, Hamani C, Moro E, Lozano AM, Deep brain stimulation and movement disorder treatment, 369–373, 2009, 65 with permission from Elsevier. Movement Disorders Parkinson Disease The introduction of DBS as a therapeutic tool for advanced PD has revolutionized the clinical management of this condition. Due to its safety profile and efficacy, DBS evolved from a last-resort therapeutic option to a modality that is now routinely offered to patients. Over the years, surgical candidates and the outcome expected with this procedure became well established. In fact, there

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Kristian J. Bulluss, Erlick A. Pereira, Carole Joint, and Tipu Z. Aziz

I n the 1990s, publication of the long-term results of pallidotomy for advanced Parkinson's disease (PD) showing significant loss of dyskinesias, rigidity, and tremor led to a second resurgence of stereotactic surgery for PD. 11 However, the relatively high incidence of side effects in some series and the demonstration that bilateral subthalamic nucleus (STN) stimulation was effective and led to a significant reduction in drug requirement, unlike pallidal surgery, resulted in the procedure of choice becoming deep brain stimulation (DBS). With the

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Dan Piña-Fuentes, Martijn Beudel, Simon Little, Jonathan van Zijl, Jan Willem Elting, D. L. Marinus Oterdoom, Martje E. van Egmond, J. Marc C. van Dijk, and Marina A. J. Tijssen

basis is that dystonia is the result of abnormal activity in cortico-basal ganglia-thalamo-cortical (CBGTC) and cerebellar networks. 52 The treatment for the majority of dystonia subtypes only provides symptomatic relief, without addressing the underlying cause of the disease. Options currently available include oral medication (e.g., anticholinergic and antidopaminergic drugs, benzodiazepines, and baclofen), botulinum toxin (treatment of choice in focal dystonias), and deep brain stimulation (DBS). 4 DBS in Dystonia Given the limited efficacy and high prevalence of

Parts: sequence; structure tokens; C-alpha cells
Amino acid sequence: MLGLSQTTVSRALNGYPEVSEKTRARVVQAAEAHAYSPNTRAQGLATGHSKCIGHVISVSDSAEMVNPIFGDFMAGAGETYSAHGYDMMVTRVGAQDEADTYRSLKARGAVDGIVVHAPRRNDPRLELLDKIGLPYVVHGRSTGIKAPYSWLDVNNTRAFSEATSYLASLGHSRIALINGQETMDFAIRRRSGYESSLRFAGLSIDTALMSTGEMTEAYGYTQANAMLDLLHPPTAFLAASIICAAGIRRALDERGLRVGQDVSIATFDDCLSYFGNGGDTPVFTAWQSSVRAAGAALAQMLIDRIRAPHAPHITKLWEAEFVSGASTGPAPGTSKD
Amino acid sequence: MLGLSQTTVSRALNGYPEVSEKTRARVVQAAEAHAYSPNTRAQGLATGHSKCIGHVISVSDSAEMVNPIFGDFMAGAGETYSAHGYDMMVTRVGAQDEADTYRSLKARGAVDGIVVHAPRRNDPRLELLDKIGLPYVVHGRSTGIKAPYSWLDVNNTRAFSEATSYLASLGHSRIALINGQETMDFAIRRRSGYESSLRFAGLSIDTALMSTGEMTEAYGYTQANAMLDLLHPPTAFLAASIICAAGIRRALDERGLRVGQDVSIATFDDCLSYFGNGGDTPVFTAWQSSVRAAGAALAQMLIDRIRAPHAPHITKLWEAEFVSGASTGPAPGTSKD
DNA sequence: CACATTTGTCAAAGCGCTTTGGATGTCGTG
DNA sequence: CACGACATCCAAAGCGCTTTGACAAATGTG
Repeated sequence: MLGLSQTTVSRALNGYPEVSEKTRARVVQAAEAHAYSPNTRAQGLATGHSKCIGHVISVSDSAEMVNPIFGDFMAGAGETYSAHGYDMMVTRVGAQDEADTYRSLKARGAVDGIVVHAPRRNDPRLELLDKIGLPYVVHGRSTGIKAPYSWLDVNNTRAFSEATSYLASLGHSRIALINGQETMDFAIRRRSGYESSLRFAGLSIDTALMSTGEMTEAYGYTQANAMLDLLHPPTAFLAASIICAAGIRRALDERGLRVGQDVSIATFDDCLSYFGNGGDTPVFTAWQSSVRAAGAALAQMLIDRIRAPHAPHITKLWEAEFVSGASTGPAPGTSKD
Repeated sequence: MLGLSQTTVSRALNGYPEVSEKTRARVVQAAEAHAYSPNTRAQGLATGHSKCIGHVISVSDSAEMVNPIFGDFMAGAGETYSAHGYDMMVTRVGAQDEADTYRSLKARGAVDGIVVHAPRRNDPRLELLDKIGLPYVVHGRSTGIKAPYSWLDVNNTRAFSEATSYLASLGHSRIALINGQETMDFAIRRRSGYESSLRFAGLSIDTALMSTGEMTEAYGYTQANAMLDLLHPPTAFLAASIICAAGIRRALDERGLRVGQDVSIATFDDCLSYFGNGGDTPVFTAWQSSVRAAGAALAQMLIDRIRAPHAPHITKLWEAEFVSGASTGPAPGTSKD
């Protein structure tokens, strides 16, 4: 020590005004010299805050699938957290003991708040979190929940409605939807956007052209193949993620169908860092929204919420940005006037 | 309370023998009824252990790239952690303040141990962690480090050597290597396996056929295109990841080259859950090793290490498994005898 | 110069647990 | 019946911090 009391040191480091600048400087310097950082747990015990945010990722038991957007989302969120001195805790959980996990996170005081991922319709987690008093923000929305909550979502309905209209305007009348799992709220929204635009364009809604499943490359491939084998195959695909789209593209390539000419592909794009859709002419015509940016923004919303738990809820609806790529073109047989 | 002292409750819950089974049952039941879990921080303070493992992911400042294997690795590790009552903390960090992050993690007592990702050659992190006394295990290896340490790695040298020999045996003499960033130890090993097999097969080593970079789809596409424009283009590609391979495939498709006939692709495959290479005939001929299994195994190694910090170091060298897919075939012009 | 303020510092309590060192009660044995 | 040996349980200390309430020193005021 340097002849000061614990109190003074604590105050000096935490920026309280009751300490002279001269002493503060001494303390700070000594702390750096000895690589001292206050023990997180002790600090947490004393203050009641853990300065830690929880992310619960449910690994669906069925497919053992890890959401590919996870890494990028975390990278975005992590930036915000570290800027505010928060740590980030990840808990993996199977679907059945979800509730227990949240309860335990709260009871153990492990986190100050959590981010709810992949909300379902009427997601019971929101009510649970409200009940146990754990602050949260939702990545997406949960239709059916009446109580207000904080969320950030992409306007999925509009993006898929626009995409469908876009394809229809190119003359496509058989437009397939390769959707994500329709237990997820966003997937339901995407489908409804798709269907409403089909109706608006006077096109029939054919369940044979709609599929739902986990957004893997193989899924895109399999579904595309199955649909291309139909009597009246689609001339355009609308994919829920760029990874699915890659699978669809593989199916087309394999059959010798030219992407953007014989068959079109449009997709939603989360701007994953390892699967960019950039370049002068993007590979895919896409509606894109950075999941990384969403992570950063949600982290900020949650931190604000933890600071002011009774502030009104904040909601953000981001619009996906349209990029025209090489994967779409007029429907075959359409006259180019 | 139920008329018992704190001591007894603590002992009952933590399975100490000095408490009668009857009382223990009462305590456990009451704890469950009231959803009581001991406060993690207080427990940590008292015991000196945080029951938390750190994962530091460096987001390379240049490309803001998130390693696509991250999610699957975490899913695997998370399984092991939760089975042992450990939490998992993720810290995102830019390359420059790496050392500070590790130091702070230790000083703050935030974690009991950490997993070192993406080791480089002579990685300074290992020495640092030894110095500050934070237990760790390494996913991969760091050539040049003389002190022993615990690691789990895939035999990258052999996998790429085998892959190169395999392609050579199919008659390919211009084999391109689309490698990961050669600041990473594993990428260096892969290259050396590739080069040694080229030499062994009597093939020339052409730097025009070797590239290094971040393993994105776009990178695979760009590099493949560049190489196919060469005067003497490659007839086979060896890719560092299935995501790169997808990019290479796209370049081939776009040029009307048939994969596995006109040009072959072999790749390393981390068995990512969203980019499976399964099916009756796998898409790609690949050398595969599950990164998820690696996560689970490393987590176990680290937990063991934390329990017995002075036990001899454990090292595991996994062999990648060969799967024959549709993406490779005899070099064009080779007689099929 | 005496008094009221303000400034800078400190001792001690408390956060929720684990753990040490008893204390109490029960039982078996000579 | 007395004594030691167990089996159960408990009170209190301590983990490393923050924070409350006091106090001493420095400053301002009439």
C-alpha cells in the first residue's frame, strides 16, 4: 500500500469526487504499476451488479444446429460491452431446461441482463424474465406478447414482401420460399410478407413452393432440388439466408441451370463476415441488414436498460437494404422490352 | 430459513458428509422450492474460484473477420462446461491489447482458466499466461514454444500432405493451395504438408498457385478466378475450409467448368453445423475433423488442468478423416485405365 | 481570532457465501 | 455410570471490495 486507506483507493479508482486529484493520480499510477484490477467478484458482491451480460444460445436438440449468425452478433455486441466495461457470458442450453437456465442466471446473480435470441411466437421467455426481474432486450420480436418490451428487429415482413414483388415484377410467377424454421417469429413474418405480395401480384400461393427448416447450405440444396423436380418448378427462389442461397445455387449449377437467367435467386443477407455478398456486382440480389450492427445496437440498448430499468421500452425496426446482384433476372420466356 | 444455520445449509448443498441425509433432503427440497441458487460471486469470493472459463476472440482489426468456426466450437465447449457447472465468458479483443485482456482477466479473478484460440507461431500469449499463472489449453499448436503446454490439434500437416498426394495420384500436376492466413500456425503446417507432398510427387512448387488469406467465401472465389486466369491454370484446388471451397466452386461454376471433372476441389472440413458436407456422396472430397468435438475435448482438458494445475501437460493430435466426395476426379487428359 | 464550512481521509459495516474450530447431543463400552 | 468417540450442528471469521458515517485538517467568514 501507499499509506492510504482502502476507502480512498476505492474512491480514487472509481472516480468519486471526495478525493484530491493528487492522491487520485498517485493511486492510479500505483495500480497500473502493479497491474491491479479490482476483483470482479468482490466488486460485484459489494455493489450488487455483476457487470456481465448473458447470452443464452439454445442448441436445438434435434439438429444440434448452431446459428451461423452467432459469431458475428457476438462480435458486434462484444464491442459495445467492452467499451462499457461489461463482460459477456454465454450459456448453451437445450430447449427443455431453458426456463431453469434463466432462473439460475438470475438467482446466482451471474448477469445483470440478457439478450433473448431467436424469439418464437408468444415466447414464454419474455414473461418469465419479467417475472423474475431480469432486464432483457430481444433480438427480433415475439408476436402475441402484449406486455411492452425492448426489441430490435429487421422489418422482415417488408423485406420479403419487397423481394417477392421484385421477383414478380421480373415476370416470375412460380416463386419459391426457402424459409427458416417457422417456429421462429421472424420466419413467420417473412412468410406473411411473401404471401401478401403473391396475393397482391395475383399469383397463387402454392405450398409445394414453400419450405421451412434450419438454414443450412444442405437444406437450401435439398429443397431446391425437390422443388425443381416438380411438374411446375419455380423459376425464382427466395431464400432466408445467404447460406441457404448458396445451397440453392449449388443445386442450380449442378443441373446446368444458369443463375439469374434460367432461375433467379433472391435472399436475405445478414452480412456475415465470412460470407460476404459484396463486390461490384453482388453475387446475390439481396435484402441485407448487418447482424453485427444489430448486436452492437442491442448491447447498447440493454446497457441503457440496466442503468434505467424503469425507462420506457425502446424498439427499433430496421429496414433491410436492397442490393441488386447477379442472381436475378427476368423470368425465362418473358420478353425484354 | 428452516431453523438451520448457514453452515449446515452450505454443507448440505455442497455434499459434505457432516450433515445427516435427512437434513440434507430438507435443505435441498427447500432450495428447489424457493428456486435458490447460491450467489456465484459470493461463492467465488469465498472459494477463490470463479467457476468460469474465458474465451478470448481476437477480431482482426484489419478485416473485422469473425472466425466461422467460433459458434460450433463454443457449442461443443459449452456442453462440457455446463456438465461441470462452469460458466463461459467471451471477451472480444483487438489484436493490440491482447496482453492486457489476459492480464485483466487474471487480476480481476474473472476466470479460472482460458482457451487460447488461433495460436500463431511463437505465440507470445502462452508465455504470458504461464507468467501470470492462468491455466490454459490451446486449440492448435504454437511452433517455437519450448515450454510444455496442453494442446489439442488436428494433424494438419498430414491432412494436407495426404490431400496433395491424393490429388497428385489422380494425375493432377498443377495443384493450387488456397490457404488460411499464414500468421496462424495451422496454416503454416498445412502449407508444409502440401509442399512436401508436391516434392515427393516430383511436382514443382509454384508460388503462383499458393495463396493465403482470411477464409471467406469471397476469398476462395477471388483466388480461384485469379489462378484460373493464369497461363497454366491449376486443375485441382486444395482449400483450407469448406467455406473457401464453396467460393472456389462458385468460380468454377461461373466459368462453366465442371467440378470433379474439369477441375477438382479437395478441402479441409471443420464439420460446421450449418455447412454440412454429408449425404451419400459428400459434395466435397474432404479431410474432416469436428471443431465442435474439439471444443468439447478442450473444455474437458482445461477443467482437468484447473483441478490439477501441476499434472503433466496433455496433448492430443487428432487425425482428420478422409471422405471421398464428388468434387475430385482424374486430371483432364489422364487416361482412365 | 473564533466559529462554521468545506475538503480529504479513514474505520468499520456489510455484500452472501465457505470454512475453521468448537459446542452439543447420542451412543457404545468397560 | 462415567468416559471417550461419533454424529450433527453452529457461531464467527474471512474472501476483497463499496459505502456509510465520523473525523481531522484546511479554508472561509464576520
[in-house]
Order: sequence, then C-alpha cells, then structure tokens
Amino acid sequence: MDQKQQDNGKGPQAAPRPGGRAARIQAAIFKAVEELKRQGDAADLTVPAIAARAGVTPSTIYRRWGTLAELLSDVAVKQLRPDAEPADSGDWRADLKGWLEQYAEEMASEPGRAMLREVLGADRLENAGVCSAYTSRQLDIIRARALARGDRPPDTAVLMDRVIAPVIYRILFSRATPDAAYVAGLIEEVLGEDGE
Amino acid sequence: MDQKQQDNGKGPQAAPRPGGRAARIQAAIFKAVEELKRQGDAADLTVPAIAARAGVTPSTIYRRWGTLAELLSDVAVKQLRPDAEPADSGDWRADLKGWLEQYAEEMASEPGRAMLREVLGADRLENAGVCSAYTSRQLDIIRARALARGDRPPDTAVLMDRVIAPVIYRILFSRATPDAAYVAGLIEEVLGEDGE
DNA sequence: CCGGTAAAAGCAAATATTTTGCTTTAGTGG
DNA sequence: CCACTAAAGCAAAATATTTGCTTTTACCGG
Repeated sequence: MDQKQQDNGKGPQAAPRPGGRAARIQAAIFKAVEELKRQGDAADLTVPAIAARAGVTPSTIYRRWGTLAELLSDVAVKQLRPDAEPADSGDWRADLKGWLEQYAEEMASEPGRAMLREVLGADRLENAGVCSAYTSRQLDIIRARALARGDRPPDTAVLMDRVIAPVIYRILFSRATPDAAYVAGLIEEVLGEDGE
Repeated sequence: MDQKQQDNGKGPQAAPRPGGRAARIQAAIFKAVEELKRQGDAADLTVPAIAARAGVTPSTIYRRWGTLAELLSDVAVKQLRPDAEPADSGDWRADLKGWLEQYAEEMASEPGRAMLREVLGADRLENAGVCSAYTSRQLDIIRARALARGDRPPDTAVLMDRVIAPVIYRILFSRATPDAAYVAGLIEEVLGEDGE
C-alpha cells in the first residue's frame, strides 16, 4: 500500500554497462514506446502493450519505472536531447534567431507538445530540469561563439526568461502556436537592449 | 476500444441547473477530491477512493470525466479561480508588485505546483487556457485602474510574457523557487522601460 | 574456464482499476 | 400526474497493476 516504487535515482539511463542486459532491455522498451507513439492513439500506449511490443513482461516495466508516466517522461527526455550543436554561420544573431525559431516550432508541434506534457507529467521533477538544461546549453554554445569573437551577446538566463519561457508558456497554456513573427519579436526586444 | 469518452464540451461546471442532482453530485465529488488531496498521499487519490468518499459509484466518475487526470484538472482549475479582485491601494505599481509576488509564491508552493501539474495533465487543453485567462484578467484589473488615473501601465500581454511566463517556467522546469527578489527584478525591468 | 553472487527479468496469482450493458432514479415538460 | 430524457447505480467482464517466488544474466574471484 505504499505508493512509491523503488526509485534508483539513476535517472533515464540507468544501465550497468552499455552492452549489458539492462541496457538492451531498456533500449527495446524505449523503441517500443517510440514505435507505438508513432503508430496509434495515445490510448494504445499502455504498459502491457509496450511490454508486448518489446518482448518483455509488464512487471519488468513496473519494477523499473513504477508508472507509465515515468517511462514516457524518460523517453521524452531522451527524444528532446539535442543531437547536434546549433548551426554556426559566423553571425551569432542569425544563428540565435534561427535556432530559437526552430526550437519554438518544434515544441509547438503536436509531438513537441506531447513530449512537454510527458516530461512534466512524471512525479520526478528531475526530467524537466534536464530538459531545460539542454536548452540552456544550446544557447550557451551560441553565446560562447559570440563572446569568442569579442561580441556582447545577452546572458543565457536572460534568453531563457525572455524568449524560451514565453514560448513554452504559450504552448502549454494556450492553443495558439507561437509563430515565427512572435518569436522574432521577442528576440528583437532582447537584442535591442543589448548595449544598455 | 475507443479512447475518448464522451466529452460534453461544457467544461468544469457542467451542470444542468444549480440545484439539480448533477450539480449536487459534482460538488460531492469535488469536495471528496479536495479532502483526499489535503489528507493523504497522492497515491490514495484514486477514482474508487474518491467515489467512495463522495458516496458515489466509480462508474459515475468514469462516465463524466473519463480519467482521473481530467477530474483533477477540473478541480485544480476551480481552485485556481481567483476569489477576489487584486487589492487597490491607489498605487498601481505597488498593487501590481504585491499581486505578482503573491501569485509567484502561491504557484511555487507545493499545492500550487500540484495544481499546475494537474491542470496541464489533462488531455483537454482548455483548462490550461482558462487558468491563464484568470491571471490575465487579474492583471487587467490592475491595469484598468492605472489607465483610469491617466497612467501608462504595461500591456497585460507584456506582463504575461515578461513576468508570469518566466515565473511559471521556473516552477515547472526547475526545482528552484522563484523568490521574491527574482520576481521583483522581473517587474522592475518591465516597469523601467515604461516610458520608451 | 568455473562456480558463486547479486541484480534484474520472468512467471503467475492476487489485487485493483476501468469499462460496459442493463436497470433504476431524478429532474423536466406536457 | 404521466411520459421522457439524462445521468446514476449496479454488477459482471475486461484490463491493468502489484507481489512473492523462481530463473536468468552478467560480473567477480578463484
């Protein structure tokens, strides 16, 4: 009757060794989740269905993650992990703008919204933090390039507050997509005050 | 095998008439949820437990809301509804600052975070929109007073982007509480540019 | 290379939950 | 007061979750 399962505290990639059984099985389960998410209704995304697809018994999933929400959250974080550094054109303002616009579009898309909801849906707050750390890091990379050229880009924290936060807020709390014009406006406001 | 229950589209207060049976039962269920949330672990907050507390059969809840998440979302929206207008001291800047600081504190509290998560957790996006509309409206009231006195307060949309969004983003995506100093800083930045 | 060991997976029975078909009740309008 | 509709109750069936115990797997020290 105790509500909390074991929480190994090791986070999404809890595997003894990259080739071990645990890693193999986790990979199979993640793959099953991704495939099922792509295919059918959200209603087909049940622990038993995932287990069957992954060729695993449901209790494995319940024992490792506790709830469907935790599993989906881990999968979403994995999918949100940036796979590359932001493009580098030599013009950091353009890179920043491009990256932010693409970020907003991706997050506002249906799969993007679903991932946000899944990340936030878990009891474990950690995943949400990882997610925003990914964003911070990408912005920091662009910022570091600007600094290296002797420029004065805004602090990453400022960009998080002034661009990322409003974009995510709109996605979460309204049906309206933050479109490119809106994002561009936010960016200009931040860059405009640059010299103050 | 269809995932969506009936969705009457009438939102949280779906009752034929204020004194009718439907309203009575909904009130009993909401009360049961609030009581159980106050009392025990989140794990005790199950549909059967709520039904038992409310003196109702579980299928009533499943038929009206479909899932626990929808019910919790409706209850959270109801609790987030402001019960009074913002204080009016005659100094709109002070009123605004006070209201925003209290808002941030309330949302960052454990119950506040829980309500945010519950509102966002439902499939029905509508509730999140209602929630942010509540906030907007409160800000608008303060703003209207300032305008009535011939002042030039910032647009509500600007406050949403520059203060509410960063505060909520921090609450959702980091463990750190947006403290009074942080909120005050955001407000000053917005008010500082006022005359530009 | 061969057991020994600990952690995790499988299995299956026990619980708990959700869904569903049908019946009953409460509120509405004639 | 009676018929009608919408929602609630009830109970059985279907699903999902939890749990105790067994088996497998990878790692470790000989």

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Jason M. Schwalb, Howard A. Riina, Brett Skolnick, Jurg L. Jaggi, Tanya Simuni, and Gordon H. Baltuch

, Telfeian A , Baltuch GH , et al : Long-term deep brain stimulation in a patient with essential tremor: clinical response and postmortem correlation with stimulator termination sites in ventral thalamus. Case report. J Neurosurg 93 : 140 – 144 , 2000 Boockvar JA, Telfeian A, Baltuch GH, et al: Long-term deep brain stimulation in a patient with essential tremor: clinical response and postmortem correlation with stimulator termination sites in ventral thalamus. Case report. J Neurosurg 93: 140–144, 2000 4. Lozano A